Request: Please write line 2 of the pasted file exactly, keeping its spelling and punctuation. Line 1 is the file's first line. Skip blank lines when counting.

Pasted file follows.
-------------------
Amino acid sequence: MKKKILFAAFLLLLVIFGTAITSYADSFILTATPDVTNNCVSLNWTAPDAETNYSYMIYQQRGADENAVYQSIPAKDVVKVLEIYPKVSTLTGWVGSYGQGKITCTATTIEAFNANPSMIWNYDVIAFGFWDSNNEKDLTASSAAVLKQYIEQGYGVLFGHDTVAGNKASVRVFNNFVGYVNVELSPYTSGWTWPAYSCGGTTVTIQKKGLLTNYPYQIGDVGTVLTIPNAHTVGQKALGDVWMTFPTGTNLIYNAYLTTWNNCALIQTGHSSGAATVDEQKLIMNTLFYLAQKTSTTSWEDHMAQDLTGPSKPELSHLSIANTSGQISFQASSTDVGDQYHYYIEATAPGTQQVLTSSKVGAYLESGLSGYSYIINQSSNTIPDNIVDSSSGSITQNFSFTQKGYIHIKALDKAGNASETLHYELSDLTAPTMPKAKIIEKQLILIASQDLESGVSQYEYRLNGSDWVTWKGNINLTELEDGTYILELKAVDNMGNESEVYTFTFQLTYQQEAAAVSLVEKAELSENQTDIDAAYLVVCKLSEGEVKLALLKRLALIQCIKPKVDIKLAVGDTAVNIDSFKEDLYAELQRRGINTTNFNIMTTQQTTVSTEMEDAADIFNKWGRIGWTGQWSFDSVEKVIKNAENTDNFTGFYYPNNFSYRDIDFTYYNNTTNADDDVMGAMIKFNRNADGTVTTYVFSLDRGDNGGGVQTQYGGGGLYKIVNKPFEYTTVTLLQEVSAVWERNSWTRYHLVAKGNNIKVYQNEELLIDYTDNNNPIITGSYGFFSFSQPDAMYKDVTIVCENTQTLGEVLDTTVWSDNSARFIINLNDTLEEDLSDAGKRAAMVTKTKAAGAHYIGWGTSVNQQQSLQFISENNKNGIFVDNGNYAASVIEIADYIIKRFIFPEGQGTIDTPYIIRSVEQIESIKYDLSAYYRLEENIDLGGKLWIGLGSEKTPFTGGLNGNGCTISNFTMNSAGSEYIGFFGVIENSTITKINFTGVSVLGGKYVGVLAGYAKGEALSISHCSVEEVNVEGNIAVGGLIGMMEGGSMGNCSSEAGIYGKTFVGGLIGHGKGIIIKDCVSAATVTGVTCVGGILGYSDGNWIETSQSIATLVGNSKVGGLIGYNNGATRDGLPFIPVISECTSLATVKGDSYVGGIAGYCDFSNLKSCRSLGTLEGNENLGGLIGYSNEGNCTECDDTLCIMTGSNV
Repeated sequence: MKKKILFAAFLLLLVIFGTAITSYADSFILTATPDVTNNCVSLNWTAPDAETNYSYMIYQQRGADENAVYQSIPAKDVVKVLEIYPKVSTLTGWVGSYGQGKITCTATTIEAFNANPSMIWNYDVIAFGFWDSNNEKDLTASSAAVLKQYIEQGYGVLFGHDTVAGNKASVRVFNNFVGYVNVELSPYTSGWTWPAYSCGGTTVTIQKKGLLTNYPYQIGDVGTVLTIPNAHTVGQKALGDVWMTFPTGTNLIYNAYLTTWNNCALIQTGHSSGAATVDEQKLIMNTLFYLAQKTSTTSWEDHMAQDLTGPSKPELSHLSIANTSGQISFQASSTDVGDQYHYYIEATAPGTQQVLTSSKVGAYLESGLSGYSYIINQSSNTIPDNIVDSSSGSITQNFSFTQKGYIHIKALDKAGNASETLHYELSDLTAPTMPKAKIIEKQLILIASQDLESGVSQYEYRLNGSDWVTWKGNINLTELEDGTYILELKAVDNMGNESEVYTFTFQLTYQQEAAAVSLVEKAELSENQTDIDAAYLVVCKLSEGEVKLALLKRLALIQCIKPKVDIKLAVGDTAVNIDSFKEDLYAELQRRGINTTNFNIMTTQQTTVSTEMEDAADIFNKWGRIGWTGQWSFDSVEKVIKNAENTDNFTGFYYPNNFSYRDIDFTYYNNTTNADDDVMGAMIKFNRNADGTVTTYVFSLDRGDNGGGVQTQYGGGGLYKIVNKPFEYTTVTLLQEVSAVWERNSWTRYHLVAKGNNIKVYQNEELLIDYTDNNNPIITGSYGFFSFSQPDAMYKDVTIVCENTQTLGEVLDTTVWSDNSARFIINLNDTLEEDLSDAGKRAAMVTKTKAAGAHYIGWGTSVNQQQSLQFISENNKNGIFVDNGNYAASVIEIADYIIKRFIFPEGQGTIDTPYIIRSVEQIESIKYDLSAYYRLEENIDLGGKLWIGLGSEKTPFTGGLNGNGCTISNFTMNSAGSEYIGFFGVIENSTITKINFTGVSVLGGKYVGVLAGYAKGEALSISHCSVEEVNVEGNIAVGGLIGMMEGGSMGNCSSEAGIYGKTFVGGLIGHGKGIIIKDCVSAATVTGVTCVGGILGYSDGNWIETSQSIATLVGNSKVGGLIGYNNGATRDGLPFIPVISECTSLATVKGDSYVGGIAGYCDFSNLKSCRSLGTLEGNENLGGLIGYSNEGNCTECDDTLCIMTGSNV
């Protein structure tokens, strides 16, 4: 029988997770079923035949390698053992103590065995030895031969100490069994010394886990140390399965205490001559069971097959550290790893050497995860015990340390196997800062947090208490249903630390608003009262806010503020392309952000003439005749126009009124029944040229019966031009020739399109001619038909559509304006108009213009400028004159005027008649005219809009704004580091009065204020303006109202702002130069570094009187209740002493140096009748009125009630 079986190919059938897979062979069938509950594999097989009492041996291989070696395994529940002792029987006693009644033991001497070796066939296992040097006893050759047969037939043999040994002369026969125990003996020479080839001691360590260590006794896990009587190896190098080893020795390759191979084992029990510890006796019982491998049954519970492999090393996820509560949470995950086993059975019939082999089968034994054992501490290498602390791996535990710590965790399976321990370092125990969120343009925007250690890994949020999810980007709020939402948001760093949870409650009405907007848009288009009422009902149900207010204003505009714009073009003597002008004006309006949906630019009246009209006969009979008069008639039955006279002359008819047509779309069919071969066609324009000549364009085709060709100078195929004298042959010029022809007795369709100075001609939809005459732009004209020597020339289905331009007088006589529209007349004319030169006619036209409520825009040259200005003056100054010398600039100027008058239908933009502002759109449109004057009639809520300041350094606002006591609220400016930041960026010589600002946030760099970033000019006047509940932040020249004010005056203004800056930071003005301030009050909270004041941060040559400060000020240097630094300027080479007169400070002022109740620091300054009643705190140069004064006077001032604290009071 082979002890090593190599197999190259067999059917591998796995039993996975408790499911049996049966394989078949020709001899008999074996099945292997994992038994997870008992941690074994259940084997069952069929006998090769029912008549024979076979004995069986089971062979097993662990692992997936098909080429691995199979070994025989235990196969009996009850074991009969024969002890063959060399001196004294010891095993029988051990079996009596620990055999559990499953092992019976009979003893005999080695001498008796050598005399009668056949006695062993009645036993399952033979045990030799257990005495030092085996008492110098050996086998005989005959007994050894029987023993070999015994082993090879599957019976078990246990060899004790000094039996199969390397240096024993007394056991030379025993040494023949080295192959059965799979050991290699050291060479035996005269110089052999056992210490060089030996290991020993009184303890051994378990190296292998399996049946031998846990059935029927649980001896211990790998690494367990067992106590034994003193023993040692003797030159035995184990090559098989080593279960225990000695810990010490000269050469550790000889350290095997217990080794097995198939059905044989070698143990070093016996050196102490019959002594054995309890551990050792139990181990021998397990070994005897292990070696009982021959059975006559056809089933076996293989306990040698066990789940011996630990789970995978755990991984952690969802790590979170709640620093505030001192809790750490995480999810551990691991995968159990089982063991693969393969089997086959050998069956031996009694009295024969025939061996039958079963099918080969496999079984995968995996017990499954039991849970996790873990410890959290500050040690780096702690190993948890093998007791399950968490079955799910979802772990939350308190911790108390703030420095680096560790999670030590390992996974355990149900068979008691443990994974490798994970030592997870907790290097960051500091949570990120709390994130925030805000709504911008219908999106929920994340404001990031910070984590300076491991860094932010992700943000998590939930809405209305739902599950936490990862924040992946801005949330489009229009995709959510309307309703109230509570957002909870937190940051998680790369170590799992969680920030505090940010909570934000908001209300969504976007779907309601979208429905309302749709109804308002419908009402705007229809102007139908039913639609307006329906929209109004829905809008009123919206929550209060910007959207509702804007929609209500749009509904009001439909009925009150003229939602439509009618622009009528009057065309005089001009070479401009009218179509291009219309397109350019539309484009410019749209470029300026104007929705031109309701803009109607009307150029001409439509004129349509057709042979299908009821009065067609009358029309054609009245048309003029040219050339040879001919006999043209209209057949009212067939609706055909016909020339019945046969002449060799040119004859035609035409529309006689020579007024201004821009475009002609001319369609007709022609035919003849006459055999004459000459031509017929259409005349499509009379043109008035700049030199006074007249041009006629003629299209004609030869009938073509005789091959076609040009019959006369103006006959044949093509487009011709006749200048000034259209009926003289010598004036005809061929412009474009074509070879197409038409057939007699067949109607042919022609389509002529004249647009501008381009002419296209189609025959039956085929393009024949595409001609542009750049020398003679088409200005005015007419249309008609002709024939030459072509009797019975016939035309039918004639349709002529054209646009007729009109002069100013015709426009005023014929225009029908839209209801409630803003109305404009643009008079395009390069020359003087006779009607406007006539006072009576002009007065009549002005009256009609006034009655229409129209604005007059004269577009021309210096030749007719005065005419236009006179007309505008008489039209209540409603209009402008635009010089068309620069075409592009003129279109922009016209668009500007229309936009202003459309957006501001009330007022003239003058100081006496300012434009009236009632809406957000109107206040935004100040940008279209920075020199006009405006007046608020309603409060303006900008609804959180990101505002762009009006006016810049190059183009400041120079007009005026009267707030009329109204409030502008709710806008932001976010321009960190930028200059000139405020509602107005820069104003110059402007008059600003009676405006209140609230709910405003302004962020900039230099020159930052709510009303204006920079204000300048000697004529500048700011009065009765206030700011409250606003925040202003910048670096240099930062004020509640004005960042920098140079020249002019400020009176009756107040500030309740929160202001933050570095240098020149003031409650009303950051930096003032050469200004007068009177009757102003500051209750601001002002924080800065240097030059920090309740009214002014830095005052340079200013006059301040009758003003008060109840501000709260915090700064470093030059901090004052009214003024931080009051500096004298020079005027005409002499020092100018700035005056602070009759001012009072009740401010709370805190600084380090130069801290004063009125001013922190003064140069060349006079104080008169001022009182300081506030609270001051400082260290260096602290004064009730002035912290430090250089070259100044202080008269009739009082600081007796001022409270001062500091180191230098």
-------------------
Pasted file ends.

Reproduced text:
Repeated sequence: MKKKILFAAFLLLLVIFGTAITSYADSFILTATPDVTNNCVSLNWTAPDAETNYSYMIYQQRGADENAVYQSIPAKDVVKVLEIYPKVSTLTGWVGSYGQGKITCTATTIEAFNANPSMIWNYDVIAFGFWDSNNEKDLTASSAAVLKQYIEQGYGVLFGHDTVAGNKASVRVFNNFVGYVNVELSPYTSGWTWPAYSCGGTTVTIQKKGLLTNYPYQIGDVGTVLTIPNAHTVGQKALGDVWMTFPTGTNLIYNAYLTTWNNCALIQTGHSSGAATVDEQKLIMNTLFYLAQKTSTTSWEDHMAQDLTGPSKPELSHLSIANTSGQISFQASSTDVGDQYHYYIEATAPGTQQVLTSSKVGAYLESGLSGYSYIINQSSNTIPDNIVDSSSGSITQNFSFTQKGYIHIKALDKAGNASETLHYELSDLTAPTMPKAKIIEKQLILIASQDLESGVSQYEYRLNGSDWVTWKGNINLTELEDGTYILELKAVDNMGNESEVYTFTFQLTYQQEAAAVSLVEKAELSENQTDIDAAYLVVCKLSEGEVKLALLKRLALIQCIKPKVDIKLAVGDTAVNIDSFKEDLYAELQRRGINTTNFNIMTTQQTTVSTEMEDAADIFNKWGRIGWTGQWSFDSVEKVIKNAENTDNFTGFYYPNNFSYRDIDFTYYNNTTNADDDVMGAMIKFNRNADGTVTTYVFSLDRGDNGGGVQTQYGGGGLYKIVNKPFEYTTVTLLQEVSAVWERNSWTRYHLVAKGNNIKVYQNEELLIDYTDNNNPIITGSYGFFSFSQPDAMYKDVTIVCENTQTLGEVLDTTVWSDNSARFIINLNDTLEEDLSDAGKRAAMVTKTKAAGAHYIGWGTSVNQQQSLQFISENNKNGIFVDNGNYAASVIEIADYIIKRFIFPEGQGTIDTPYIIRSVEQIESIKYDLSAYYRLEENIDLGGKLWIGLGSEKTPFTGGLNGNGCTISNFTMNSAGSEYIGFFGVIENSTITKINFTGVSVLGGKYVGVLAGYAKGEALSISHCSVEEVNVEGNIAVGGLIGMMEGGSMGNCSSEAGIYGKTFVGGLIGHGKGIIIKDCVSAATVTGVTCVGGILGYSDGNWIETSQSIATLVGNSKVGGLIGYNNGATRDGLPFIPVISECTSLATVKGDSYVGGIAGYCDFSNLKSCRSLGTLEGNENLGGLIGYSNEGNCTECDDTLCIMTGSNV